You're looking for an indication that the candidate has taken the time to review your website and maybe even checked out recent projects your company has completed. The candidate's response should combine a description of your organization with what makes it offers your core client base that they can't get anywhere else. For example, depending on the types of projects you typically work, a great response might be: "Here at ABC Construction, we have over 15 years of experience exceeding expectations on complex and modern data center projects for fortune 100 companies throughout the East Coast". 

"How would you describe your ideal work environment?"

During your hiring process, it's important that you hire candidates that are not only skilled in the position you're looking for but are also the right culture fit. The construction industry is fast-paced and has many high-pressure situations. Your new hire should be comfortable with what they are stepping into and excited about joining your team.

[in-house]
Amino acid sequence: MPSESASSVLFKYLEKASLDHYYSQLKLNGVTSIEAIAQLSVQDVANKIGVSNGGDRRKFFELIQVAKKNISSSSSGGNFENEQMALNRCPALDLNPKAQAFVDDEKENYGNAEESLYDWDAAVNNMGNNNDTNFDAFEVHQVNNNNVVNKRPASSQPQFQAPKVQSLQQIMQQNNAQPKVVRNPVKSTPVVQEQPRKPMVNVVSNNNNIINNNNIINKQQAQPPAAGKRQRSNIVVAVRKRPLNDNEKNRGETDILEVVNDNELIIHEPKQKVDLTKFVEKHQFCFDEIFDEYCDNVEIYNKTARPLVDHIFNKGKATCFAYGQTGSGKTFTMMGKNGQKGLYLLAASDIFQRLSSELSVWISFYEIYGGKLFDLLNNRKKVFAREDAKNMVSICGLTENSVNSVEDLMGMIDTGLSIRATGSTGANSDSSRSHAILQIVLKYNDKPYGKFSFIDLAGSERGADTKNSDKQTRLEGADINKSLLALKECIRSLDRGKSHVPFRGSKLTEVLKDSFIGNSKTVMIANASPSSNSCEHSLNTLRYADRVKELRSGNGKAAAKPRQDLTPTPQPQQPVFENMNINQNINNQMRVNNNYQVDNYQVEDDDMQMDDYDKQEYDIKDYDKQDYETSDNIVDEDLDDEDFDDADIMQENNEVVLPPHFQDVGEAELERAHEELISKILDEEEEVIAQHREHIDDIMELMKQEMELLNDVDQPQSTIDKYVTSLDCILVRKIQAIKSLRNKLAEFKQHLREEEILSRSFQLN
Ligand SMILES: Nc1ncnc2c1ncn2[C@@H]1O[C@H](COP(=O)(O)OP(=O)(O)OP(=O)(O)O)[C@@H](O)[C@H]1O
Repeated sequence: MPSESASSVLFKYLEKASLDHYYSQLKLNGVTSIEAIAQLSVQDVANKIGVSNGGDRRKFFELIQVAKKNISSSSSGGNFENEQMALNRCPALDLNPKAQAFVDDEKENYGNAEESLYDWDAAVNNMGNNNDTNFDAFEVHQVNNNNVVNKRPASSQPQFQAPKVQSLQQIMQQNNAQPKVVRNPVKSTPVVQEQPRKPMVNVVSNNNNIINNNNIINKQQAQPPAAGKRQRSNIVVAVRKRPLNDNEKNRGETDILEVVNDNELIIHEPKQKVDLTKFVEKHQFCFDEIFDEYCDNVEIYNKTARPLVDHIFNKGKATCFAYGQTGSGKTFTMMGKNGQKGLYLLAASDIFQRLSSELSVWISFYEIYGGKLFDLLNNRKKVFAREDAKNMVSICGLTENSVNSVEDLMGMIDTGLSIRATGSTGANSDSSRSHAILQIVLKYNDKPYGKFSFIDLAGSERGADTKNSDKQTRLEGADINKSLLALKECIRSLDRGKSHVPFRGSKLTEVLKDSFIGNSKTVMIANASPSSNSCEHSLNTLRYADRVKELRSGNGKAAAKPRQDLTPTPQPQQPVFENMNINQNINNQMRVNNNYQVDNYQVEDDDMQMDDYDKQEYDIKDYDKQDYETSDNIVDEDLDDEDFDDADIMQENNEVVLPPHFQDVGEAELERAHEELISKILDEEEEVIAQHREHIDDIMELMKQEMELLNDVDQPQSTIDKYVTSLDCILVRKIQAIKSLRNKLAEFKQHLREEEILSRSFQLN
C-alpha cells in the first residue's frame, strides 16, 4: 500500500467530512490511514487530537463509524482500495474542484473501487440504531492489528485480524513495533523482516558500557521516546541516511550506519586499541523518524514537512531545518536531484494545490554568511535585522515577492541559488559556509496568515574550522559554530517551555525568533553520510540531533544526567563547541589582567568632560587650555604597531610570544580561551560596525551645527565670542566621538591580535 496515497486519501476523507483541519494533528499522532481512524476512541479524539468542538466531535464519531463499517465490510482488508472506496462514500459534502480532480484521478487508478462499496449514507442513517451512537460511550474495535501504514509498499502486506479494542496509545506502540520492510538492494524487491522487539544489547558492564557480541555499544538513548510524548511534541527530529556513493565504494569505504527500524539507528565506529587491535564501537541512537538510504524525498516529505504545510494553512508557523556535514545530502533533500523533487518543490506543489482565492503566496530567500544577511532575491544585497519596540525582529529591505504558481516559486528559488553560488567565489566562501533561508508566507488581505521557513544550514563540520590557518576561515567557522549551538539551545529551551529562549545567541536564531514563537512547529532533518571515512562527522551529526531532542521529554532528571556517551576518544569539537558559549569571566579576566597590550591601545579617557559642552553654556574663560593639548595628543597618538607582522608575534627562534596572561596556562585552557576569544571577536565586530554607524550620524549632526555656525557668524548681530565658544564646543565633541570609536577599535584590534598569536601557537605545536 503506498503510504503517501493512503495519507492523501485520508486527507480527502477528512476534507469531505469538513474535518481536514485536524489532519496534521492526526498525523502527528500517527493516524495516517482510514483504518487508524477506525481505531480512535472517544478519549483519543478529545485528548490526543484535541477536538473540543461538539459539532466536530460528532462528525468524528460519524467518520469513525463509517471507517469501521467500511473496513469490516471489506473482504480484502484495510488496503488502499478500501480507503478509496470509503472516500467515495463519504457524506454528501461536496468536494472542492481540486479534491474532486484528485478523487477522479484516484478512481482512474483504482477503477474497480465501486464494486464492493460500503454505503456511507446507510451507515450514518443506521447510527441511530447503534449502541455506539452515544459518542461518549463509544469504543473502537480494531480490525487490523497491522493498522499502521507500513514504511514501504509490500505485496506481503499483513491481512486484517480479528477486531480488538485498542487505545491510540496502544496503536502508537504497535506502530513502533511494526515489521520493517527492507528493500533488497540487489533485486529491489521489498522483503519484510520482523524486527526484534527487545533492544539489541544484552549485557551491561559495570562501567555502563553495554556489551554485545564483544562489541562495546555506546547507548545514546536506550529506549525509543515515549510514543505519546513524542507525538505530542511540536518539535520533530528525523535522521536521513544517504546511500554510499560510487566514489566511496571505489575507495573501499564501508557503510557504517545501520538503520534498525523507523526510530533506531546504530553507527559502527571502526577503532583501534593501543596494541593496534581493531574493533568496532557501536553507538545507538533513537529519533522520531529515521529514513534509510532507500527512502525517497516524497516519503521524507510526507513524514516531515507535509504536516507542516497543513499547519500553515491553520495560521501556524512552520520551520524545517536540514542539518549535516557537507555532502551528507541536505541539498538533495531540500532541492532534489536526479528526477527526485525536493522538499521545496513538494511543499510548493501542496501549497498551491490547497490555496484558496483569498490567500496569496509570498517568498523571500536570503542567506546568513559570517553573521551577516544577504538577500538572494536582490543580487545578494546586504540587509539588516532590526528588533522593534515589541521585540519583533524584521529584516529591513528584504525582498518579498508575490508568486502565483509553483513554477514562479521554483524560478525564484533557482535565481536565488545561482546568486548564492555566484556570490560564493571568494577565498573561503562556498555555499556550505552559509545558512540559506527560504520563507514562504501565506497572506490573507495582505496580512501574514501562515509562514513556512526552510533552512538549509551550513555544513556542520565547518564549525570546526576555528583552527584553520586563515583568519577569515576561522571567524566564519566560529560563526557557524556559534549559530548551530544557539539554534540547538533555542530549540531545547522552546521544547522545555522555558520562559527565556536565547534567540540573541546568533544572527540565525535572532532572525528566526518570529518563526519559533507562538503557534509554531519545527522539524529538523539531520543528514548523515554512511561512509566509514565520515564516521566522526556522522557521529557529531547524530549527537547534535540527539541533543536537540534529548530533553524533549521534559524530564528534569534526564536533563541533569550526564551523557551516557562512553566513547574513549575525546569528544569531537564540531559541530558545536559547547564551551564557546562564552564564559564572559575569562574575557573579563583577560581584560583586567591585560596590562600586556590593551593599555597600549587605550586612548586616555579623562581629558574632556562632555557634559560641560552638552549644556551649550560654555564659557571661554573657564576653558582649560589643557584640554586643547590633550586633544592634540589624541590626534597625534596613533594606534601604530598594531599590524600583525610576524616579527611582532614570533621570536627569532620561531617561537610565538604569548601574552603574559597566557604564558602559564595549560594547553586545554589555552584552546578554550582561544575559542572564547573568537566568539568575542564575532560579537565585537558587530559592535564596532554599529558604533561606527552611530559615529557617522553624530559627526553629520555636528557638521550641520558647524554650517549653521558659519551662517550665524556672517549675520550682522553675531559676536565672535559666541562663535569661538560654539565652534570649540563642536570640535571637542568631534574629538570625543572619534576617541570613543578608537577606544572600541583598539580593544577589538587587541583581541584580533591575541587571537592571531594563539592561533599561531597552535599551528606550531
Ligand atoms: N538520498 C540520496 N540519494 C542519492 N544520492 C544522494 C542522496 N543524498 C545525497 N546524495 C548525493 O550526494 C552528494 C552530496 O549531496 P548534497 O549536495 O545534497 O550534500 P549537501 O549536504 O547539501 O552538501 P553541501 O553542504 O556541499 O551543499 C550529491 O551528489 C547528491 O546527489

What's a good answer to this question?

As someone that is doing the hiring, you know the culture of your organization and the types of people that excel in the various roles. You also have an idea of the personalities of your current employees and the people that will be acting as the superiors to the new hire. It's your job to make sure it's the right fit. A great response to this question might be: "I've worked in construction for the past 3 years and find that I do best when I have tight deadlines and clear goals. I respond best to people that are direct with me and are willing to work together to finish the job within scope".